When studying option trading basics, we learn that options expire on the third Friday of the month. In the BCI methodology we sell mainly 1-month options. When we view an options chain we see several other expirations available. However, they are not the same for each security. Everyone likes when things make sense. Understanding why things are the way they are has a calming effect on us. When we look at the different expiration months available in our stock options, an explanation is required and demanded by the curious investor. It makes no sense at all! Different stocks have different expiration months. How can that be? We want uniformity, not chaos. Like most things, there is a reasonable explanation.
All options are defined by an expiration month and date (the 3rd Friday of the month except for some quarterly and weekly expirations of some securities) after which the contract becomes invalid and the right to exercise no longer exists. When options began trading in 1973, the CBOE (Chicago Board Options Exchange) decided that there would be only four months at a time when options could be traded. Stocks were then randomly assigned to one of three cycles:
- January cycle - options available in the 1st month of each quarter (Jan., April, July and Oct.)
- February cycle - options available in the middle month of each quarter (Feb., May, Aug., and Nov.)
- March cycle - options available in the last month of each quarter (March, June, Sept., and Dec.)
This proved to be a workable concept until options gained in popularity and there was a demand for shorter-term options. In 1990, the CBOE decided that each stock (with options) would have the current and following months to trade PLUS the next two months from the original cycle (hope your head isn't starting to spin). Let's simplify things by looking at the chart below:
Current (Front) Month
April (1st month)
July (1st month)
May (2nd month)
August (2nd month)
June (3rd month)
September (3rd month)
Stock Option Expiration Cycles
If the current month is January, we see that all options are available for both the current (January) and next month (February). The last two option expiration months available will depend on their original placement in one of the three cycles:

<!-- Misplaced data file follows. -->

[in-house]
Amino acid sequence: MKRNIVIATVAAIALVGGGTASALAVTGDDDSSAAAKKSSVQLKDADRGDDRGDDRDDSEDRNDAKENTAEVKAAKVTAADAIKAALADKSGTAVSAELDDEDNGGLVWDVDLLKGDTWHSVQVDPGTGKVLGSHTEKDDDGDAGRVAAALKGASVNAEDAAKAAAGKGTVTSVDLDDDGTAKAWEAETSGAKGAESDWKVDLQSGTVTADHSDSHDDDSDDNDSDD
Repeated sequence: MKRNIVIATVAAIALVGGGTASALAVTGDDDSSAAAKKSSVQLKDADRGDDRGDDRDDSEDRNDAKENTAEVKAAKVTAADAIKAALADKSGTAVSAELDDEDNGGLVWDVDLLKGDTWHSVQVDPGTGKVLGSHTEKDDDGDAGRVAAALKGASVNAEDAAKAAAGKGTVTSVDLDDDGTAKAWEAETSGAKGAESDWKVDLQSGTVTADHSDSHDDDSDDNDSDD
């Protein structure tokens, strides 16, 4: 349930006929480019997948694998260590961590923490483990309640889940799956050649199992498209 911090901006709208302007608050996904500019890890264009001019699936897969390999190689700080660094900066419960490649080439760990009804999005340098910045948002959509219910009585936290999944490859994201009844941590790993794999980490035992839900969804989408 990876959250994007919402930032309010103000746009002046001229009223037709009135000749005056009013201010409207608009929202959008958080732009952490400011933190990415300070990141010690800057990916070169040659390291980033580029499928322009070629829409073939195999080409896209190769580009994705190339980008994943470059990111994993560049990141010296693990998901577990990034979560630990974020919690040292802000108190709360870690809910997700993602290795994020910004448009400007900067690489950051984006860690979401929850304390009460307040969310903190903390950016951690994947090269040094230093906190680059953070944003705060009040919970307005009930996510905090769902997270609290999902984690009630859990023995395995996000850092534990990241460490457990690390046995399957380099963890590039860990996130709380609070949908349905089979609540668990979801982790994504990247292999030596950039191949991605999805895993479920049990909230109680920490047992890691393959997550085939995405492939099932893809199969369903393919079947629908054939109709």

- January cycle - will also have April and July expirations (1st month of next 2 quarters)
- February cycle - will also have May and August expirations (second month of next 2 quarters)
- March cycle - will also have June and September expirations (third month of next 2 quarters)
Now if your head has stopped spinning and you're feeling a bit better, I ask you NOT to put away the Tylenol, at least not yet! Here come the LEAPS (Long term Equity Anticipation Securities) which are options with longer term expirations. Only heavily traded securities like Apple (AAPL) have these types of derivatives. These equities will have options with more than four months of expirations, some up to seven months. LEAPS can further complicate these cycles but that's a discussion for another day. Suffice it to say that a vast majority of stock options will fall into the four month cycle.
Those of you following the Blue Collar System of selling predominantly 1-month options need not be concerned about those dates further out. However, intelligence does breed curiosity and many of you have "peaked" ahead and wondered what was up.
Expiration Cycles- Additional Months Program
Additional Expiration Months Pilot Program
Why do some stocks like Apple have so many more expiration month choices than your average security? Let's look at the screenshot below:
One reason has to do with demand. Weeklys and LEAPS also factor in. But there is another reason for a handful of securities:
On Monday, November 1, 2010, pursuant to SEC approval, ISE introduced additional expiration months on 20 actively traded option classes listed on the ISE on a pilot basis until October 31, 2011. Under the pilot, the ISE added up to two new expiration months in addition to the expiration months the exchange already listed. Pursuant to the pilot, ISE listed four consecutive near-term expiration months plus two months from the quarterly expiration cycle. After the additions were made on November 1, ISE maintained the pilot by adding a single new expiration month at expiration.
Classes selected for the pilot were made available throughout the pilot period. Any class that was delisted at the ISE was not replaced. The pilot program allowed ISE to also list additional expiration months for option classes selected by other exchanges if another exchange adopted a similar pilot program (assuming the option class selected by another exchange was listed on the ISE).
Below are the 20 classes selected for the pilot along with the expiration month(s) that were added:
BAC (Bank of America)
C (Citi Group)
EEM (iShares MSCI Emerging Index Fund)
F (Ford Motor Co.)
GE (General Electric)
GLD (SPDR Gold Trust)
IWM (Ishares Russell 2000)
JPM (JP Morgan)
QQQ (Powershares qqq Trust)
RIMM (Research in Motion Ltd)
SPY (SPDR S&P 500)
T (AT&T Inc)
VALE (Vale S.A. American Depositary Shares )
XLF (SPDR Select Sector Fund- Financial)
The pilot program ended and was NOT extended. However, the securities that were originally part of the program still maintain those additional expiration months.